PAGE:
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You’ve been tagged

Observer Viewpoint | Wednesday, December 3, 2008

Today I logged on to Facebook. I was kindly informed by the truly non-invasive Facebook feed that my 600 or so friends had added 48 new photo albums in the past week. Wow. That’s a lot of pictures. I supposed that I shouldn’t be too surprised; The Facebook statistics page notes that fourteen million photos are uploaded daily.

Generally speaking, I am all for technology Who isn’t? If something can be made more efficient or more easily accomplished, go for it. However, I am starting to see why some things are better left outside the grasp of technology. Photography is one of them.

Don’t think that I am some sort of photography snob. I don’t have the faintest idea how a photo is developed or why a dark room is actually red. In fact, I didn’t even own a camera until this summer when my parents bought me a cheap Nikon to take abroad. But, as far as I can tell, buying a Nikon didn’t make me a photographer; it just made me a Nikon owner. However, I can tell the difference between a good picture and a bad one, a picture that actually does (as the cliché goes) tell a thousand words and one that doesn’t. I’m afraid that Facebook and digital cameras have led to far more of the latter and left more people unable or unwilling to look at their own or other’s photographs with any sort of critical eye. This is not good for two reasons. The first is pragmatic. The second is more philosophical, if a business major dares venture there.

Practically speaking, spending time uploading all of those photos actually takes quite a while. First, you have to put them off the camera onto the computer. Then, you have to load each of them to Faebook. Then, if you are feeling particularly ambitious, you have to think of a fun, witty, interesting description to each one, mostly trying to explain how this picture is different than the last one. This part usually involves a number of exclamation points. Finally, you have to tag each person in each picture. After all, if you didn’t do that, nobody would look at them, and what would be the point? Let’s be serious, most people are only really looking at albums they are in anyways. Spending all of this time putting hundreds of photos that are more or less the same poses, the same people, in different dorm rooms, houses, and apartments just doesn’t seem a totally fulfilling way of spending time or expressing what’s important in your life to others.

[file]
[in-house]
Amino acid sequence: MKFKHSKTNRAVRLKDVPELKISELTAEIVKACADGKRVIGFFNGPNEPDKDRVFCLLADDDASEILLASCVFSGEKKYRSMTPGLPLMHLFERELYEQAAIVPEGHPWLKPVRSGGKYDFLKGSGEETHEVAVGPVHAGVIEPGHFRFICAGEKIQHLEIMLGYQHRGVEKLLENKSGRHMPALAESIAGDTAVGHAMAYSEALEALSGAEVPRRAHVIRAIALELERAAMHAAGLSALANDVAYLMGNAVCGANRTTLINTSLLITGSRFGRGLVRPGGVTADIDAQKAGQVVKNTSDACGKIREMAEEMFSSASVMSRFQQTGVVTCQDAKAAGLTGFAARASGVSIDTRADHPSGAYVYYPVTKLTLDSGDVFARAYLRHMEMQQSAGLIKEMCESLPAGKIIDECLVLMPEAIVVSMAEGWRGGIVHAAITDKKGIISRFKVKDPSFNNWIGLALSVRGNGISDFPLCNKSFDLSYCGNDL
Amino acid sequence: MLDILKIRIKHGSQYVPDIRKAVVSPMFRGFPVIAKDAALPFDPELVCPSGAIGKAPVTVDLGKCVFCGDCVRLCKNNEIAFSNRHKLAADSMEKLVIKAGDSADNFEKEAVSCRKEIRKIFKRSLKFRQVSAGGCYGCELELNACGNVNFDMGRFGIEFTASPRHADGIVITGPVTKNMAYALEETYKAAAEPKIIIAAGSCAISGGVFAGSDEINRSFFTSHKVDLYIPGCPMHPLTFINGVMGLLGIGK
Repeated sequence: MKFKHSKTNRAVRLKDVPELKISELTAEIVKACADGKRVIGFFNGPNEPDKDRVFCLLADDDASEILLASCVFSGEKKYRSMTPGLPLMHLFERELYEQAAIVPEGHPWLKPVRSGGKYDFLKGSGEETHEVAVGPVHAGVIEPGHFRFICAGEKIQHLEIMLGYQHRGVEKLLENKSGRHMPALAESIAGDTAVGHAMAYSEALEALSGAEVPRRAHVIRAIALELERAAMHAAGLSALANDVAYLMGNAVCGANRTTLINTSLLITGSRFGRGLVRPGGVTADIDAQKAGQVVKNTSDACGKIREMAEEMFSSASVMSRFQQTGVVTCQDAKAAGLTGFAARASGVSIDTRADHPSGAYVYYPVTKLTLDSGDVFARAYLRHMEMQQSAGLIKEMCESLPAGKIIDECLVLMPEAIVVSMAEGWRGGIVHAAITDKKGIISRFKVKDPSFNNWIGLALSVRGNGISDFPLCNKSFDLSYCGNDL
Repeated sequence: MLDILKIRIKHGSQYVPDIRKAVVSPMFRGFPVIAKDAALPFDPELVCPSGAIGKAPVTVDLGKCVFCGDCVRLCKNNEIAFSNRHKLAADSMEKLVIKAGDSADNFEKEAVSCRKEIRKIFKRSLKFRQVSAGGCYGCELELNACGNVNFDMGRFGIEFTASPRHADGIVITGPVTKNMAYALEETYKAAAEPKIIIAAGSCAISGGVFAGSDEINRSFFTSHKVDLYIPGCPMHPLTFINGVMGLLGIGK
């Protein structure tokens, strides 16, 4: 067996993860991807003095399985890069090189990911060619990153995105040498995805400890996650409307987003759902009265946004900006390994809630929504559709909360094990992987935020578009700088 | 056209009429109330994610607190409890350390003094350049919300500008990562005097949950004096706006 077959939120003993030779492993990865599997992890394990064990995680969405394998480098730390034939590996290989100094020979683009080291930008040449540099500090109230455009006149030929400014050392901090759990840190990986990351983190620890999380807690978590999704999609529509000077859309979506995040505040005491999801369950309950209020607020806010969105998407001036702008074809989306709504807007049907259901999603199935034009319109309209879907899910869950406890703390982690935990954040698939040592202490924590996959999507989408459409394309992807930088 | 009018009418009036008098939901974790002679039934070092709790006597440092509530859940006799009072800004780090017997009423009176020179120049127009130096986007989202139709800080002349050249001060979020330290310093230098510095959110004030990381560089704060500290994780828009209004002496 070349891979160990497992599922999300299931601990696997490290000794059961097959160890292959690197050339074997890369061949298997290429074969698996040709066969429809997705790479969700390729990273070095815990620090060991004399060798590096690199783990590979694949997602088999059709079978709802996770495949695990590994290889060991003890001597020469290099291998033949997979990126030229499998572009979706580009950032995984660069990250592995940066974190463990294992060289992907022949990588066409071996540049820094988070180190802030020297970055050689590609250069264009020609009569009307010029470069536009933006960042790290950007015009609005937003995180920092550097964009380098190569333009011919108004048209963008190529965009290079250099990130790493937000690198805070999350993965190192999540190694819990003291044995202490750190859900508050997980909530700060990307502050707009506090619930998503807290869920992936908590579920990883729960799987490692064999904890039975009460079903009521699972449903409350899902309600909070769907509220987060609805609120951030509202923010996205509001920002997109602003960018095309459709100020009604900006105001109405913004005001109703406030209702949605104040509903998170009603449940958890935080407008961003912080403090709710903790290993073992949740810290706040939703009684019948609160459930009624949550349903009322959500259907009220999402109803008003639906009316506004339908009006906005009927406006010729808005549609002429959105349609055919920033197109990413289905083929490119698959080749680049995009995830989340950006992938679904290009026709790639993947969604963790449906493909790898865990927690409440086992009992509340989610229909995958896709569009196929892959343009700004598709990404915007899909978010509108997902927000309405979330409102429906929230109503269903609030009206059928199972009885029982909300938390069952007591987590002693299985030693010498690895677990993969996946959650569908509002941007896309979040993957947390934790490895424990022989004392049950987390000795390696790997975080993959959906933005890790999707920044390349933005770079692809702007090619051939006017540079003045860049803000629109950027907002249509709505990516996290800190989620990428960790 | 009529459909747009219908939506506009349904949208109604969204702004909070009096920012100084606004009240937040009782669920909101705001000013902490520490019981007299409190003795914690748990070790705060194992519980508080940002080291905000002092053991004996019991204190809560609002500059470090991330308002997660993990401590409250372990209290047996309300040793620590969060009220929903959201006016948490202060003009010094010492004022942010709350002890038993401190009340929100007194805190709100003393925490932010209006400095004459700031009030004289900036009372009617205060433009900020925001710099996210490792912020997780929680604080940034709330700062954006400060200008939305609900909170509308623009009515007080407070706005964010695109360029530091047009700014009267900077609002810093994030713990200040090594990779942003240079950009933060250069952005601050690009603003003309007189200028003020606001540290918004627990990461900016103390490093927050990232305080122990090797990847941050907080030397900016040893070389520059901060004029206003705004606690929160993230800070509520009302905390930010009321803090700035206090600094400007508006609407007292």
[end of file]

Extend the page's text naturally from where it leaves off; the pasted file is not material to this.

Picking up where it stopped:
This brings me to my second point. The unlimited storage of digital cameras and Facebook servers have caused people to lose feeling for what the moments that really should be photographed are. They mistake every moment as a photo op. Instead of finding the one moment in a party that truly defines an evening (almost always when Journey comes on), kids are just taking 40 pictures and hoping one of them really does capture the essence of something. Its tough to truly enjoy the party if you are too busy checking the photo you just took to see if it is good enough, or whether someone wasn’t looking and you need to take another.

Using the camera to take a few choice photos to remember or show off the experience is wonderful; taking photos instead of being in the experience is not. No matter how great an experience, viewing it entirely through a 2.5 by 2.0 inch LCD screen will completely diminish it. The famous photographer, W. Eugene Smith commented, “The world just does not fit conveniently into the format of a 35 MM camera.” If a man who took famous pictures for Life magazine of WWII atrocities was sure that he couldn’t capture the essence of life, who are we to be able to fit our life on a 128 MB memory card.

My advice for kicking this photo habit: set a limit and buy a disposable camera. I know this sounds completely stupid, but it’s not. Consider that each camera has about 24 pictures. Each time you take a picture, you know you only have so many more. This forces one to really look for a moment worth remembering. For the price of one digital camera, you could purchase almost fifteen high quality Kodak single use cameras. Considering how often cameras are broken, this isn’t a bad prospect. Furthermore, with digital CDs these days, it is not hard to get them on your computer, and it makes the prospect of developing them much more exciting and special. With some practice, it might even make you a better photographer.

Imagine Facebook without serial photo albums. Each person loads an album of just 24 pictures covering a few weeks or months. The pictures are special and specific, focused on the best moments. These are the photos I would love to look at, even if I’m not in them.

Jason Coleman is a junior majoring in management. He can be contacted at


The views expressed in this column are those of the author and not necessarily those of The Observer.